And I think, most importantly, yes, premiums will be coming down. Yes, deductibles will be coming down. But very importantly, it’s a great plan. And ultimately, that’s what it’s all about.
We knew that wasn’t going to work. I predicted it a long time ago. I said, it’s failing. And now, it’s obvious that it’s failing. It’s dead. It’s essentially dead. If we don’t pay lots of ransom money over to the insurance companies it would die immediately.
So what we have is something very, very incredibly well-crafted. Tell you what, there is a lot of talent standing behind me. An unbelievable amount of talent, that I can tell you. I mean it. (Applause.) And coming from a different world and only being a politician for a short period of time — how am I doing? Am I doing okay? I’m President. Hey, I’m President. Can you believe it? Right? (Applause.) I don’t know, it’s — I thought you needed a little bit more time. They always told me, more time. But we didn’t.
But we have an amazing group of people standing behind me. They worked so hard and they worked so long. And when I said, let’s do this, let’s go out, just short little shots for each one of us and let’s say how good this plan is — we don’t have to talk about this unbelievable victory — wasn’t it unbelievable? So we don’t have to say it again. But it’s going to be an unbelievable victory, actually, when we get it through the Senate.
And there’s so much spirit there. But I said, let’s go out — we have a little list of some of the people — and I think after that list goes, if they don’t talk too long, our first list, we’re going to let some of the other folks just come up and say whatever you want.
But we want to brag about the plan, because this plan really — uh oh. (Laughter.) Well, we may. (Laughter.) But we’re just going to talk a little bit about the plan, how good it is, some of the great features.
[He then continued for a bit, though he never did get to talking about all of those “great features.” Italics added.]
I’m sorry, but I cannot get used to the fact that our president cannot speak in coherent sentences. It is inexcusable — unacceptable in a 14-year-old. “Premiums will come down, and deductibles will come down”; good deal! Is there anyone — anyone — who thinks that President Trump understands health-care markets, and the impacts of this bill on those markets, remotely well enough to say that? Does anybody care anymore about little things like that? I guess that when you have a president whose campaign officials are under FBI investigation on the basis of evidence that they may have collaborated with a foreign power to disrupt the U.S. presidential election, all this is just a small blip on the radar. But it appalls just the same.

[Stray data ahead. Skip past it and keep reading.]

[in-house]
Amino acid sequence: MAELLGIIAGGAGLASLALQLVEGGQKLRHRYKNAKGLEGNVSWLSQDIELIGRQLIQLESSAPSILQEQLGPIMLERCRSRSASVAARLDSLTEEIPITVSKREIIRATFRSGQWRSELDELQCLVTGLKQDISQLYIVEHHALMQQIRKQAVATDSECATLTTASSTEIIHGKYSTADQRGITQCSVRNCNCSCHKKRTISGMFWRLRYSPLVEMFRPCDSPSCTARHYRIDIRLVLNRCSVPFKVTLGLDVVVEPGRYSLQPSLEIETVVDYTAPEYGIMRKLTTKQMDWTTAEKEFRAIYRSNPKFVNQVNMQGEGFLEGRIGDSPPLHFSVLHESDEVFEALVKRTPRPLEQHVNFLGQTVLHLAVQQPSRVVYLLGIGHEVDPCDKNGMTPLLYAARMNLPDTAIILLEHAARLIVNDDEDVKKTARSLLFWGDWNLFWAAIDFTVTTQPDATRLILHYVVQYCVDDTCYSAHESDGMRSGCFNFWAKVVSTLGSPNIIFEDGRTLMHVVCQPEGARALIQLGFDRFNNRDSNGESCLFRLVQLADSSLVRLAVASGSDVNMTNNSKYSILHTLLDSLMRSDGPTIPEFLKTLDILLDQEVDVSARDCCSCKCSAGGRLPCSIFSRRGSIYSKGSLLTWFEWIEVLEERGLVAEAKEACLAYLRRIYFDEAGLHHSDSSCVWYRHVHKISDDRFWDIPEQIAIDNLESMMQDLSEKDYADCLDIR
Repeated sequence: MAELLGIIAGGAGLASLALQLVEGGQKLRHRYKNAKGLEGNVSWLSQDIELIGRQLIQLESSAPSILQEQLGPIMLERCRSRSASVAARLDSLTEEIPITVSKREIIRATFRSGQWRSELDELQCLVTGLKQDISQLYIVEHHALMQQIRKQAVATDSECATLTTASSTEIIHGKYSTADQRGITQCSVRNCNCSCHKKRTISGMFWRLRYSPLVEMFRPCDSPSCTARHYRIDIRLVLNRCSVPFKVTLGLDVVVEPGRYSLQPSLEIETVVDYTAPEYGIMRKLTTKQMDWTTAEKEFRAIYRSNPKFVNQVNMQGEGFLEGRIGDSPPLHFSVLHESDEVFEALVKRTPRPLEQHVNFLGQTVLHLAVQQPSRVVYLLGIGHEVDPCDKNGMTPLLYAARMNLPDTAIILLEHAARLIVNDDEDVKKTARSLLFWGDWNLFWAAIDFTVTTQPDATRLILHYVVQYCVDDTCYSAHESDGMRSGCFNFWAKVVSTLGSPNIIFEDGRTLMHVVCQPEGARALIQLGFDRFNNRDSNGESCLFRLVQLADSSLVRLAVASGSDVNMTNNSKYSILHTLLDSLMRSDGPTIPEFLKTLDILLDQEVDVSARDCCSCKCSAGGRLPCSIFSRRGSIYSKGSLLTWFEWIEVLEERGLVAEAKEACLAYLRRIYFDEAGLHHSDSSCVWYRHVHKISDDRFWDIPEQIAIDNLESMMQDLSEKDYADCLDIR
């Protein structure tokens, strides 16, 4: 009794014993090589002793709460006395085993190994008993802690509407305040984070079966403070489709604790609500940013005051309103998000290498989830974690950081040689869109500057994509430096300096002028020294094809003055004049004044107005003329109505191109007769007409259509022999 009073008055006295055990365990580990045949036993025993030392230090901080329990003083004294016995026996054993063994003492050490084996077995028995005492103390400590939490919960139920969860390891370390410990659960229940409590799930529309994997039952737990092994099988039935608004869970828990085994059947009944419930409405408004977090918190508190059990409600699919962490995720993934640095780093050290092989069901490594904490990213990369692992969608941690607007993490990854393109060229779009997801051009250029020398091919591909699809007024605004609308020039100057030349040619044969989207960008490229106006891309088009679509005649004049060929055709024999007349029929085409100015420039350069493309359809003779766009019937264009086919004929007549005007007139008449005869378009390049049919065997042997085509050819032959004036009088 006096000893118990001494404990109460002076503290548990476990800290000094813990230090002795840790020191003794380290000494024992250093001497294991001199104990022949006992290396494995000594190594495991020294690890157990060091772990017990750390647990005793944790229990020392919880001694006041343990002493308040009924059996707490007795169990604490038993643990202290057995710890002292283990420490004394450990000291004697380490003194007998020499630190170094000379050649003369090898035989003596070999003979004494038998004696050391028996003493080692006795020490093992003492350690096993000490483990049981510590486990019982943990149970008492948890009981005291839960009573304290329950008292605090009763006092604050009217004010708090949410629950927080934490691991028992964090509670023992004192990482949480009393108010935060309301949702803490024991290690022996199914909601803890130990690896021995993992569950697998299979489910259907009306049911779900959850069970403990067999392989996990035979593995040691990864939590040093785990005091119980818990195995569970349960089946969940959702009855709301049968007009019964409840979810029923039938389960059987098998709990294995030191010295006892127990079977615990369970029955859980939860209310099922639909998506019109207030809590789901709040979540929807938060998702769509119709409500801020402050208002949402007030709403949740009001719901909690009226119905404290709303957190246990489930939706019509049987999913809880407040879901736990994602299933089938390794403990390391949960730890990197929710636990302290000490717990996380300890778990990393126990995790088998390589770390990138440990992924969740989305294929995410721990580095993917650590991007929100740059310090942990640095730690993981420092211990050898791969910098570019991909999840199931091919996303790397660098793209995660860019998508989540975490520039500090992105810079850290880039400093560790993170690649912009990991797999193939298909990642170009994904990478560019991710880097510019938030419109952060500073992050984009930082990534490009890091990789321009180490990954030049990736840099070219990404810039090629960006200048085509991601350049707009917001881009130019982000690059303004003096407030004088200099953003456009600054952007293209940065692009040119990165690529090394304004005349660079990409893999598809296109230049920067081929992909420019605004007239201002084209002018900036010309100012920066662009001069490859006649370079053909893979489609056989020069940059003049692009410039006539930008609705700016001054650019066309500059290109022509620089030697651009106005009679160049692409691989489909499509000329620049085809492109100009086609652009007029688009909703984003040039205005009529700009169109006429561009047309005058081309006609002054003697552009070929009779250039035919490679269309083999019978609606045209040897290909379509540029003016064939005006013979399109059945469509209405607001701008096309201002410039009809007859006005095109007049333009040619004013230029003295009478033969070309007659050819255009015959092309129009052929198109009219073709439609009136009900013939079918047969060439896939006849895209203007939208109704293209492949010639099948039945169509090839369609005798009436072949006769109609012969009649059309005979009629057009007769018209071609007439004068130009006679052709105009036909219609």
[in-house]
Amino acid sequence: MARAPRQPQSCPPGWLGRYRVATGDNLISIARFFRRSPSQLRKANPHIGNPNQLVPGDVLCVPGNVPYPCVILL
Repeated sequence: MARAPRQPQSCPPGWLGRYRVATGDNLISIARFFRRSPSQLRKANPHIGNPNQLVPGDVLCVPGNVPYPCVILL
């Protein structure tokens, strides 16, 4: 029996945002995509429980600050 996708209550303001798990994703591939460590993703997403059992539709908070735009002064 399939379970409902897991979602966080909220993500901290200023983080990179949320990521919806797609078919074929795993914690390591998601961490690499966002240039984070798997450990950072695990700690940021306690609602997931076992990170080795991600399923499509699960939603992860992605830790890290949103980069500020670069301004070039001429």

It is clear that the decline of a language must ultimately have political and economic causes: it is not due simply to the bad influence of this or that individual writer. But an effect can become a cause, reinforcing the original cause and producing the same effect in an intensified form, and so on indefinitely. A man may take to drink because he feels himself to be a failure, and then fail all the more completely because he drinks.
It is rather the same thing that is happening to the English language. It becomes ugly and inaccurate because our thoughts are foolish, and the slovenliness of our language then makes it easier for us to have foolish thoughts.
George Orwell, Politics and the English Language (1946).
“The point,” Orwell continued, “is that the process is reversible.” I hope he was correct.
Sara writes, "It has been a few years since The Hobbit has its theatrical release and some fans have been toiling since then on the perfect edit. Joblit has posted links to his latest versions.They include the personal favourite Theatrical Edition (runtime 2:42), a somewhat indulgent Extended Edition (runtime 3:45), and a brisk Ludicrous Edition (runtime 2:10). He notes to keep in mind that the credits are 13 minutes long, so playback is considerably shorter. If you're a fan of the films and also like an early night then these film edits are for you." (more…)
Fingal’s Cave, located on the uninhabited island of Staffa, Scotland, is formed from basalt columns within a paleocene lava flow, similar to the Giant’s Causeway in Northern Ireland. Due to the large size and arched roof, the cave gives off an extremely creepy sound caused by the echoes of the waves.